That’s how political analyst and Inquirer columnist Richard Heydarian described the results of Monday’s midterm polls, and he’s not off the mark.
As election contests go, it was a rout, a sweep, or, as US President George W. Bush put it when his administration lost big-time in the midterm polls in 2006, “a thumpin’.”
But “massacre” is as good a word, not only given the penchant by the current President for “kill, kill, kill” and violent imagery, but also because of the total annihilation by the administration slate of the opposition: 12-0.
The electoral bloodbath would no doubt warm the heart of Mr. Duterte. Sundry pundits, opposition candidates and many in the public had framed the midterms as a virtual referendum on his tumultuous governance over the last three years, and now the verdict is in, fresh as a plucked daisy: Mr. Duterte is still the man to beat.
The people are still into their strongman, whose tremendous popularity carries the day. The surveys were pretty much accurate in their estimation of that sky-high popularity and its extended halo effect on Mr. Duterte’s preferred candidates, who dominated the surveys from the get-go or rapidly climbed up the rungs on the back of the President’s coveted endorsement.
Only that potent presidential benediction can account for the triumphant showing of two of Mr. Duterte’s staunchest factotums, lifelong yes-men who will now be addressed with the honorific “Mr. Senator.”
The President’s longtime assistant, Bong Go, a man who had held no previous elected office or was ever heard to voice out any opinion on the raging issues of the day, could only be the envy of other candidates with his spectacular final showing — No. 3 in the Magic 12.
Bato dela Rosa, who oversaw the administration’s brutal war on drugs and generally comported himself as a genial buffoon during the campaign period, did just as well for himself, landing at No. 5.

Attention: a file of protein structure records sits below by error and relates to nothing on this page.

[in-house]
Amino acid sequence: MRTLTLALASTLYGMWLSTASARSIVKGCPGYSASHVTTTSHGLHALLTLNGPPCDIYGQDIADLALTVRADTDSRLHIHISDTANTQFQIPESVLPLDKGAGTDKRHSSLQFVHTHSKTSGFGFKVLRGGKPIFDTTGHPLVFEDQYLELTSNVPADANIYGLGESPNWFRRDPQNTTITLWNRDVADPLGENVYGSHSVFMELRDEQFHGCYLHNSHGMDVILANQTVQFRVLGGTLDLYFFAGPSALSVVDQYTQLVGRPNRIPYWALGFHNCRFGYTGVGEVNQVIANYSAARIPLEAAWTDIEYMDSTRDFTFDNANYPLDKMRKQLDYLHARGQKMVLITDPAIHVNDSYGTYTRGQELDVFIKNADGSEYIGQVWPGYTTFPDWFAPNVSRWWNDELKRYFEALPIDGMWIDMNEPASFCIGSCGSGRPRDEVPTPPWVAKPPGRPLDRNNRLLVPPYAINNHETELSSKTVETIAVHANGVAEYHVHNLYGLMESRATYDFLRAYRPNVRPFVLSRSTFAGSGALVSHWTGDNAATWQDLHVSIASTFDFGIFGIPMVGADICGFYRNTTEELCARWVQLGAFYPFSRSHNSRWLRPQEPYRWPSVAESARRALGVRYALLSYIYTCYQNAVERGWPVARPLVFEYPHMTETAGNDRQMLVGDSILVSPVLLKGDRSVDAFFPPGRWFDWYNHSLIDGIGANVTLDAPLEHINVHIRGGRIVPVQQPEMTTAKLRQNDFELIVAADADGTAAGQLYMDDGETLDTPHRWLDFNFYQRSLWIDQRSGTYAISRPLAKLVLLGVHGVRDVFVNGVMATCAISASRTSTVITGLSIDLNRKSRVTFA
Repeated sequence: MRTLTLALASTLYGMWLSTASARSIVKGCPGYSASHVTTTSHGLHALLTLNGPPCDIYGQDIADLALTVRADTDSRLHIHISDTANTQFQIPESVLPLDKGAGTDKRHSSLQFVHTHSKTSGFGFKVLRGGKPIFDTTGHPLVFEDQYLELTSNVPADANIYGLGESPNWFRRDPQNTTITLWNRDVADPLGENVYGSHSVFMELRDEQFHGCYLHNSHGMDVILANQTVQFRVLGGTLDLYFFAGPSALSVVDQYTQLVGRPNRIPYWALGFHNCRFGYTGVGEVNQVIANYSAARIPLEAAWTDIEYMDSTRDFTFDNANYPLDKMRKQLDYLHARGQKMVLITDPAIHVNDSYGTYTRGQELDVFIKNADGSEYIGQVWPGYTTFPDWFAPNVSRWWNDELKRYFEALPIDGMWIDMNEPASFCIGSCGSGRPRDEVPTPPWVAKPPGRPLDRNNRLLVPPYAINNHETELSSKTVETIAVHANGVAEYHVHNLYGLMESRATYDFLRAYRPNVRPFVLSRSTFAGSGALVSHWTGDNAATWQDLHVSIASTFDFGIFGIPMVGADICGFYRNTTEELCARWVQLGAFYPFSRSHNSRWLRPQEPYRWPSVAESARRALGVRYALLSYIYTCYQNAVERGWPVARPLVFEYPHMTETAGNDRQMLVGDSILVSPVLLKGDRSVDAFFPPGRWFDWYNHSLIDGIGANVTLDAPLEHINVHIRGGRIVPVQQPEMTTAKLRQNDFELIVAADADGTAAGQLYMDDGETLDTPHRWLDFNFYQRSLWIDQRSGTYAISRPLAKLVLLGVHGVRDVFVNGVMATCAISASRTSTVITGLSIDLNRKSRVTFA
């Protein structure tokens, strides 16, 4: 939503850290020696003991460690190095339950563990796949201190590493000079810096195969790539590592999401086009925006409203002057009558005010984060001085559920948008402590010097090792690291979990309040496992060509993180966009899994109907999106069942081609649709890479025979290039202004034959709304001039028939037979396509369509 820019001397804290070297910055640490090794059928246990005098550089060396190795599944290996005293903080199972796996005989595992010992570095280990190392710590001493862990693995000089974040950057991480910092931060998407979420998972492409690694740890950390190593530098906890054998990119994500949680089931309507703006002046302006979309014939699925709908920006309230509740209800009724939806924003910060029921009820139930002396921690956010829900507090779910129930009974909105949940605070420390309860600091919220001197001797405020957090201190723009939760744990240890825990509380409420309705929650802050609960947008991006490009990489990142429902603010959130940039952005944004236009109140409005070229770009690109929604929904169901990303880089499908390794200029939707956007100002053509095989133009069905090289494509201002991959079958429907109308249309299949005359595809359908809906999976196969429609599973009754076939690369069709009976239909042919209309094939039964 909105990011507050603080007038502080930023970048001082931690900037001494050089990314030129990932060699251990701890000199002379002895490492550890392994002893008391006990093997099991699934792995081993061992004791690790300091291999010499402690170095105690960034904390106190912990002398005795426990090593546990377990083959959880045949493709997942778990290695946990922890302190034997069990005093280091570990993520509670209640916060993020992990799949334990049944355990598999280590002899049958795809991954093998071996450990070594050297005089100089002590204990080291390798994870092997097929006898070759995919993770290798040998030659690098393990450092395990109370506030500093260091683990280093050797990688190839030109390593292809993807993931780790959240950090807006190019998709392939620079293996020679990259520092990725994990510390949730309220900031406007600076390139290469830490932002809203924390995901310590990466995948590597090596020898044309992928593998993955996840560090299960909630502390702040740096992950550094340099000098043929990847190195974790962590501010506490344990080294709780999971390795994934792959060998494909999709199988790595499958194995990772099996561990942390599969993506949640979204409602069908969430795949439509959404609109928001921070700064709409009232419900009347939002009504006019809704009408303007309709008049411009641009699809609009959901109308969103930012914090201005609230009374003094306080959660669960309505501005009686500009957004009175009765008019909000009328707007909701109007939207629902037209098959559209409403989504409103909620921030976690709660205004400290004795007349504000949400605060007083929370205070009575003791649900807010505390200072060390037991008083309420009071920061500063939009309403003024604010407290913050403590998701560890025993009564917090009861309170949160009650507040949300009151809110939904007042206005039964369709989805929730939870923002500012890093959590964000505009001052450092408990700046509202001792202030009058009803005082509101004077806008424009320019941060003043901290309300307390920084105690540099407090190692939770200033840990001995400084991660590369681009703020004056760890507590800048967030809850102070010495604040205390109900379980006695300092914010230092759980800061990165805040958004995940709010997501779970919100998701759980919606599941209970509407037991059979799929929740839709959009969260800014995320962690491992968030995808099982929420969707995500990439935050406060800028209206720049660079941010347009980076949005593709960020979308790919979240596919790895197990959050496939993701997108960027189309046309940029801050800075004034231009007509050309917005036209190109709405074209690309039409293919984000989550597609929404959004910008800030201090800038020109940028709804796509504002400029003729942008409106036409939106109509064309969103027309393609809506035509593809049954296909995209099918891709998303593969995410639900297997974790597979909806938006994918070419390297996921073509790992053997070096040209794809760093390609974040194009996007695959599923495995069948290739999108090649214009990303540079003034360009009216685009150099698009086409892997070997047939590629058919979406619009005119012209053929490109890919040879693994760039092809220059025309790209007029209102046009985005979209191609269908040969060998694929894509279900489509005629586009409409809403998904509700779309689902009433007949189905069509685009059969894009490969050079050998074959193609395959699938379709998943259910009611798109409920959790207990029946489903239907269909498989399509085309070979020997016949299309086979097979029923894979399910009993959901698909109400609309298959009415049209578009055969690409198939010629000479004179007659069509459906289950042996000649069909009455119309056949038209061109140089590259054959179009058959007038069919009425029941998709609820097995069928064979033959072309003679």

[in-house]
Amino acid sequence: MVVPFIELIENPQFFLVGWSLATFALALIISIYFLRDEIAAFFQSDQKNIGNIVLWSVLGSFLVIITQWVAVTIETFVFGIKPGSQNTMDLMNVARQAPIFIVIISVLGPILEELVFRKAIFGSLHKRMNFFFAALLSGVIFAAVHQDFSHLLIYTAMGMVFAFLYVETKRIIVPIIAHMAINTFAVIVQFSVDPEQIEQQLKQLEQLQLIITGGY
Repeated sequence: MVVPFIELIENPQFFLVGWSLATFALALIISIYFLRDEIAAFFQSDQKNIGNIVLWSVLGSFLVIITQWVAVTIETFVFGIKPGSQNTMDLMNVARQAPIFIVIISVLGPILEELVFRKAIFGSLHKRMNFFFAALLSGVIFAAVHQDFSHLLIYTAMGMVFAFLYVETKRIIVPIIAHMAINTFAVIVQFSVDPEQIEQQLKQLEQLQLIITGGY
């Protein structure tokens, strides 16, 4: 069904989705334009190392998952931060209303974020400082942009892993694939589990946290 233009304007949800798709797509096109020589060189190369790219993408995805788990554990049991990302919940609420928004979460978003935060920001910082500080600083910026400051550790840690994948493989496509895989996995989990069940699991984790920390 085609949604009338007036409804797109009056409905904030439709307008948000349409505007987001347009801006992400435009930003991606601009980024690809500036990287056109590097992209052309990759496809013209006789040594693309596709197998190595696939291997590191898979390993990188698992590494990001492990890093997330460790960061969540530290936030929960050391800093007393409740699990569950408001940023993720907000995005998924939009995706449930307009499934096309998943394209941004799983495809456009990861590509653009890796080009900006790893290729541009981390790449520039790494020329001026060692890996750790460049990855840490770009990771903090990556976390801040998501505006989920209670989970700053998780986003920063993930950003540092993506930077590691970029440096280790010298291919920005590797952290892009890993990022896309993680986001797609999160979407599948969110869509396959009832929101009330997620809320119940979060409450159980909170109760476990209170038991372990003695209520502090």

That the administration appeared to have no compunction about mobilizing government resources and machinery to assure the victory of these two presidential favorites was of no consequence this time to the President’s partisans, many of whom, it could be recalled, had raised a mighty ruckus the last time Kris Aquino was seen riding a government chopper to a campaign sortie in 2016, under then President Benigno Aquino III’s administration.
But that was then, and this is now. All that matters is that Mr. Duterte gets the most pliable, cooperative Senate he can get to bulldoze his agenda through in the last three years of his term, and with Go and Dela Rosa in the house to swell the ranks of other stolid loyalists such as Sen. Manny Pacquiao, Senate President Tito Sotto and reelectionist Koko Pimentel — whose Partido Demokratiko Pilipino–Lakas ng Bayan, a storied party founded to fight against Marcos but which is now formally allied with the dictator’s daughter, Imee Marcos — the President is well assured of a solid core.
One can also add to that clique the comebacking Lito Lapid, who still managed an impressive No. 7 showing despite a near-catatonic previous performance in the Senate (“a senator who could otherwise have been mistaken for a toadstool, so silent was he during his incumbency,” said an earlier Inquirer editorial).
But, lest we forget, Lapid has that rare weapon — a show-biz name, the same talisman that has apparently also worked wonders for the plunder-tainted Bong Revilla (No. 10).
Revilla’s buddy, Jinggoy Estrada, must be tearing his hair out wondering what he failed to do, that Revilla would succeed in regaining his Senate seat while he languished at No. 15.
In any case, Revilla, too, having owed his political resurrection to the administration, will now be expected to play nice with the Palace, along with such other moist-eyed beneficiaries of Mr. Duterte’s pixie dust as Imee Marcos, Francis Tolentino, the faux feminist Pia Cayetano (who, as usual, had nothing to say about the latest off-color presidential “joke” — that racy bit about holding on to a lady mayor’s panties until they snap).
Topnotchers Cynthia Villar and Grace Poe, and Nancy Binay (surprisingly a tail-ender at No. 12) are pragmatic workers, so they may end up useful, but not indispensable, allies to Mr. Duterte.
The wholesale entry into the chamber of his senatorial vanguard means the President now stands unopposed, a situation dangerous to the democratic project.
The Infinity Stones, as it were, are virtually complete on his iron hand. If the Senate from hereon fails to check the snapping fingers of that hand, the republic turning to dust, and democracy massacred, may not be a far-off thing.
Subscribe to INQUIRER PLUS to get access to The Philippine Daily Inquirer & other 70+ titles, share up to 5 gadgets, listen to the news, download as early as 4am & share articles on social media. Call 896 6000.